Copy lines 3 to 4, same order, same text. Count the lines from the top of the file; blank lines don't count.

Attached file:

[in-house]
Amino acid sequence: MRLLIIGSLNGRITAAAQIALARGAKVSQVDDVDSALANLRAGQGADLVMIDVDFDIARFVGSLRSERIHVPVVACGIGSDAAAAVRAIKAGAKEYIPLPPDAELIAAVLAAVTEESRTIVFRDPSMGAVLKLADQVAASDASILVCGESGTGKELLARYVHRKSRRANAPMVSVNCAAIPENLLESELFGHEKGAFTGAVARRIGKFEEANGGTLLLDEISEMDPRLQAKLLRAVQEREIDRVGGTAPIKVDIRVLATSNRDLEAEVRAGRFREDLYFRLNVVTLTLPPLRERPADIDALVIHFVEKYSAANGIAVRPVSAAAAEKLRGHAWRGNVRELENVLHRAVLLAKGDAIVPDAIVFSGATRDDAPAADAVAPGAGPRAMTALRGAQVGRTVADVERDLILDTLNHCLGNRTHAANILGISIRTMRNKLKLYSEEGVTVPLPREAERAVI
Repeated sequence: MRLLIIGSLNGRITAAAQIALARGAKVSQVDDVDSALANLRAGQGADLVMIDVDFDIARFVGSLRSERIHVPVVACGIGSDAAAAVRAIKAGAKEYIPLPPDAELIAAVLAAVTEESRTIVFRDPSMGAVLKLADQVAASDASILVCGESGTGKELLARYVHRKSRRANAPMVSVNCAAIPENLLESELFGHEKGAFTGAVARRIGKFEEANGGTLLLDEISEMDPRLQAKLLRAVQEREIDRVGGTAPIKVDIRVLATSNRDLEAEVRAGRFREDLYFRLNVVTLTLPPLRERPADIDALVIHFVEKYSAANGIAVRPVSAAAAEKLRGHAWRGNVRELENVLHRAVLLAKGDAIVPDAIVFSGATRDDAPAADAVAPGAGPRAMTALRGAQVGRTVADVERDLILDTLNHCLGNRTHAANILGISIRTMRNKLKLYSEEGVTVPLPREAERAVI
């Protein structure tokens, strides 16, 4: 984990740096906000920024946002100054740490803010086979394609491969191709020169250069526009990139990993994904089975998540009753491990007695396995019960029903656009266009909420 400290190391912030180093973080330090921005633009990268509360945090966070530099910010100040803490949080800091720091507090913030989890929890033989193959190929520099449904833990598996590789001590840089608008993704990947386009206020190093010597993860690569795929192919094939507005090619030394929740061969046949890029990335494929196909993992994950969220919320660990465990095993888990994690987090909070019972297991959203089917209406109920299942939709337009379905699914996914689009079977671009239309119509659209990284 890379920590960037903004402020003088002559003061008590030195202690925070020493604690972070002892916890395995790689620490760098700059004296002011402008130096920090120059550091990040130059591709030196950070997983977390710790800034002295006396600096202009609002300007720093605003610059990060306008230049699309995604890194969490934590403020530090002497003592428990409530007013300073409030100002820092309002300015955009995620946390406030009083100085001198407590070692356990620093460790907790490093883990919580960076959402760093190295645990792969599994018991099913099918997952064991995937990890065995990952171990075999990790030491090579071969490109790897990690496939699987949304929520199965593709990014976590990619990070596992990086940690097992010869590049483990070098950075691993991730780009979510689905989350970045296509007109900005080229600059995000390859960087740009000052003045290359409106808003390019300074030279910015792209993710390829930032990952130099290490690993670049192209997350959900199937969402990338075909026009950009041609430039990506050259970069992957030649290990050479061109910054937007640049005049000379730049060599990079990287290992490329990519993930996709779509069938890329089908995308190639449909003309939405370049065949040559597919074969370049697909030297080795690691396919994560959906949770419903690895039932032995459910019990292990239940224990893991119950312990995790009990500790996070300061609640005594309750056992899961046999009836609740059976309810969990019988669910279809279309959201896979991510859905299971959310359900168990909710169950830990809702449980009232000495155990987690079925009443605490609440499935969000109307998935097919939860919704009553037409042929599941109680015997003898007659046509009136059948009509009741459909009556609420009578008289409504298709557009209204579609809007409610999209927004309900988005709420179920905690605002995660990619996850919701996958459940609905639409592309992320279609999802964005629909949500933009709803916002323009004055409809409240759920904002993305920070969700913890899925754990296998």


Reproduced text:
Repeated sequence: MRLLIIGSLNGRITAAAQIALARGAKVSQVDDVDSALANLRAGQGADLVMIDVDFDIARFVGSLRSERIHVPVVACGIGSDAAAAVRAIKAGAKEYIPLPPDAELIAAVLAAVTEESRTIVFRDPSMGAVLKLADQVAASDASILVCGESGTGKELLARYVHRKSRRANAPMVSVNCAAIPENLLESELFGHEKGAFTGAVARRIGKFEEANGGTLLLDEISEMDPRLQAKLLRAVQEREIDRVGGTAPIKVDIRVLATSNRDLEAEVRAGRFREDLYFRLNVVTLTLPPLRERPADIDALVIHFVEKYSAANGIAVRPVSAAAAEKLRGHAWRGNVRELENVLHRAVLLAKGDAIVPDAIVFSGATRDDAPAADAVAPGAGPRAMTALRGAQVGRTVADVERDLILDTLNHCLGNRTHAANILGISIRTMRNKLKLYSEEGVTVPLPREAERAVI
């Protein structure tokens, strides 16, 4: 984990740096906000920024946002100054740490803010086979394609491969191709020169250069526009990139990993994904089975998540009753491990007695396995019960029903656009266009909420 400290190391912030180093973080330090921005633009990268509360945090966070530099910010100040803490949080800091720091507090913030989890929890033989193959190929520099449904833990598996590789001590840089608008993704990947386009206020190093010597993860690569795929192919094939507005090619030394929740061969046949890029990335494929196909993992994950969220919320660990465990095993888990994690987090909070019972297991959203089917209406109920299942939709337009379905699914996914689009079977671009239309119509659209990284 890379920590960037903004402020003088002559003061008590030195202690925070020493604690972070002892916890395995790689620490760098700059004296002011402008130096920090120059550091990040130059591709030196950070997983977390710790800034002295006396600096202009609002300007720093605003610059990060306008230049699309995604890194969490934590403020530090002497003592428990409530007013300073409030100002820092309002300015955009995620946390406030009083100085001198407590070692356990620093460790907790490093883990919580960076959402760093190295645990792969599994018991099913099918997952064991995937990890065995990952171990075999990790030491090579071969490109790897990690496939699987949304929520199965593709990014976590990619990070596992990086940690097992010869590049483990070098950075691993991730780009979510689905989350970045296509007109900005080229600059995000390859960087740009000052003045290359409106808003390019300074030279910015792209993710390829930032990952130099290490690993670049192209997350959900199937969402990338075909026009950009041609430039990506050259970069992957030649290990050479061109910054937007640049005049000379730049060599990079990287290992490329990519993930996709779509069938890329089908995308190639449909003309939405370049065949040559597919074969370049697909030297080795690691396919994560959906949770419903690895039932032995459910019990292990239940224990893991119950312990995790009990500790996070300061609640005594309750056992899961046999009836609740059976309810969990019988669910279809279309959201896979991510859905299971959310359900168990909710169950830990809702449980009232000495155990987690079925009443605490609440499935969000109307998935097919939860919704009553037409042929599941109680015997003898007659046509009136059948009509009741459909009556609420009578008289409504298709557009209204579609809007409610999209927004309900988005709420179920905690605002995660990619996850919701996958459940609905639409592309992320279609999802964005629909949500933009709803916002323009004055409809409240759920904002993305920070969700913890899925754990296998």